Block on Trump's Asylum Ban Upheld by Supreme Court
A D.C. federal judge tossed out Competitive Enterprise Institute's (CEI) FOIA lawsuit against the EPA partially because it contained an "imaginative conspiracy theory."
In Competitive Enterprise Institute v. EPA, Judge James E. Boasberg of the U.S. District Court for D.C. found that CEI was using weak (albeit creative) arguments to compel the EPA to release about a thousand withheld emails.
So what made Judge Boasberg declare CEI's arguments to be an "imaginative conspiracy theory?"
In 2012, CEI filed an initial lawsuit against the EPA to reveal emails that were withheld after a FOIA request. The conservative think tank wanted emails to or from secondary addresses that contained the words climate, coal, endanger, or MACT (Maximum Achievable control technology Standards), according to Think Progress.
Now in CEI, the court has granted EPA summary judgment on almost every claim because CEI's "broad claims of bureaucratic conspiracy" weren't persuasive. For example, the think tank became very suspicious of the numbering used by the EPA for its withheld documents.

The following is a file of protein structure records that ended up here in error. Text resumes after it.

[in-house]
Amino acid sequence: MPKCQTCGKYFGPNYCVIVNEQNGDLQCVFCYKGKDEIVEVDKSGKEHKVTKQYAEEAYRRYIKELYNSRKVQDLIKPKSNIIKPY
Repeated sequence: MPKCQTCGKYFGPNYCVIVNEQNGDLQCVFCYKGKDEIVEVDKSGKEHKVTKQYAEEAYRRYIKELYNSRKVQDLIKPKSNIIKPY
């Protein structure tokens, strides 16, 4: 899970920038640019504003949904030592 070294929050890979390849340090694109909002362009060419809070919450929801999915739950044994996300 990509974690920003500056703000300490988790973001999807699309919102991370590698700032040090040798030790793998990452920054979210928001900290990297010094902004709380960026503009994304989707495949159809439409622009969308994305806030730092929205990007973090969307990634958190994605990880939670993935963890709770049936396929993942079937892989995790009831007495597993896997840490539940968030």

The judge asked for a sampling of the withheld emails for review. The numbering of the documents happened to begin with "-0." CEI theorists argued that using negative numbers could be utilized by the EPA to manipulate what documents were turned over. Back on planet earth, it seems the EPA used "-0" for documents without tracking numbers or for ones that were initially categorized to be released. So not exactly an elaborate government cover up scheme.
In CEI, the think tank tried to argue that the EPA used "boilerplate exemption explanations" to justify why they withheld the emails. However, Judge Boasberg gave that argument the side eye, because the D.C Circuit doesn't prohibit the repetitive language, especially when the agency has already disclosed and withheld a large number of documents -- it's just more convenient to re-use relevant language.
After cracking some great jokes, Judge Boasberg allowed EPA to gracefully exit the lawsuit, but compelled them to hand over a few things first, including withheld email addresses of two key EPA players.
As for CEI's lawyers, they at least proved that attorneys can be creative types.
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